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Studies on the biology of Collops vittatus (Say) were undertaken in the laboratory and field at Tempe, Ariz., from June 15 to September 15, 1957. On an average 78 days were required for development from egg to adult. Additional data on longevity and feeding capacity of C. vittatus in relation to temperature are given. Observations on the feeding habits of seven predators of the spotted alfalfa aphirl (Therioaphis maculate (Buckton)) indicated that the average number of aphids destroyed per adult per day by hippodamia convergens G.-M. was 97, Collops vittatus (Say) 35, Zelus renardii Kolenati 34, Geocoris punctipes sonoraensis Van Duzee 29, Sinea confuse Caudell 24, Nabis ferus (L.) 22, and Orius tristicoler (White) 5. The effect of sex and different feeding periods on the feeding capacity of the various predators is also given.
Document Type: Research Article
Publication date: February 1, 1959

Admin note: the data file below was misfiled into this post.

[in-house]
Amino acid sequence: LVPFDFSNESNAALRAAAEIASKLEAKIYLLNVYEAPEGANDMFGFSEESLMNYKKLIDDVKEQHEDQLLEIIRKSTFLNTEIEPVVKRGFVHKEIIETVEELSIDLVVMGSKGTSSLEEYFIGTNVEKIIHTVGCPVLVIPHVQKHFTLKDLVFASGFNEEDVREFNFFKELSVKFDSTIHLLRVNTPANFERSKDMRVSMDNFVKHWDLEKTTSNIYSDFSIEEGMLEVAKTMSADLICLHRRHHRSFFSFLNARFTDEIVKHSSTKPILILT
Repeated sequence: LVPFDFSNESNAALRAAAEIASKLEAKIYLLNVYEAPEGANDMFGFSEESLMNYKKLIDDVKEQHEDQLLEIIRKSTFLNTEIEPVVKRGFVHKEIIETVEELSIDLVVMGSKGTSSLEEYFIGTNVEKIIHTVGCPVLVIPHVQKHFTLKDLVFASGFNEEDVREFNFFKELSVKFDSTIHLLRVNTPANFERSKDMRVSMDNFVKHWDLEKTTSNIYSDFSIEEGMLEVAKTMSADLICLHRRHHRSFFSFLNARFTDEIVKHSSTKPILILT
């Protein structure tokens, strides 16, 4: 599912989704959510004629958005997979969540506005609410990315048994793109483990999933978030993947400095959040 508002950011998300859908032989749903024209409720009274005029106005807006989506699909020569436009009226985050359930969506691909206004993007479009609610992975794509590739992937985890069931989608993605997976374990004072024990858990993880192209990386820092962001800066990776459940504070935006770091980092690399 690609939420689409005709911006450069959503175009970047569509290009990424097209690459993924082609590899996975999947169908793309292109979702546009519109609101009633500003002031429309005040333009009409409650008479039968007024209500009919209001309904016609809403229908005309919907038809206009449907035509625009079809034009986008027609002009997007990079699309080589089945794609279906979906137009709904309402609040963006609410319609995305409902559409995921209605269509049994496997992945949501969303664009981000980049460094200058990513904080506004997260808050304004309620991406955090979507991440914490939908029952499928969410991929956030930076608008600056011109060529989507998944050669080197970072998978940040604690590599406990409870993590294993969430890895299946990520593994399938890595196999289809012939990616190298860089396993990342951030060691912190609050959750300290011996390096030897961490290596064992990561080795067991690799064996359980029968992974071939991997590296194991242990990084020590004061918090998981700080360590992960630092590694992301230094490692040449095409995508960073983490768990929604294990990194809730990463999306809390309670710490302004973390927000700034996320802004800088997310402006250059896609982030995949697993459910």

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Journal of Economic Entomology is published bimonthly in February, April, June, August, October, and December. The journal publishes articles on the economic significance of insects and is divided into the following sections: apiculture & social insects; arthropods in relation to plant disease; forum; insecticide resistance and resistance management; ecotoxicology; biological and microbial control; ecology and behavior; sampling and biostatistics; household and structural insects; medical entomology; molecular entomology; veterinary entomology; forest entomology; horticultural entomology; field and forage crops, and small grains; stored-product; commodity treatment and quarantine entomology; and plant resistance. In addition to research papers, Journal of Economic Entomology publishes Letters to the Editor, interpretive articles in a Forum section, Short Communications, Rapid Communications, and Book Reviews.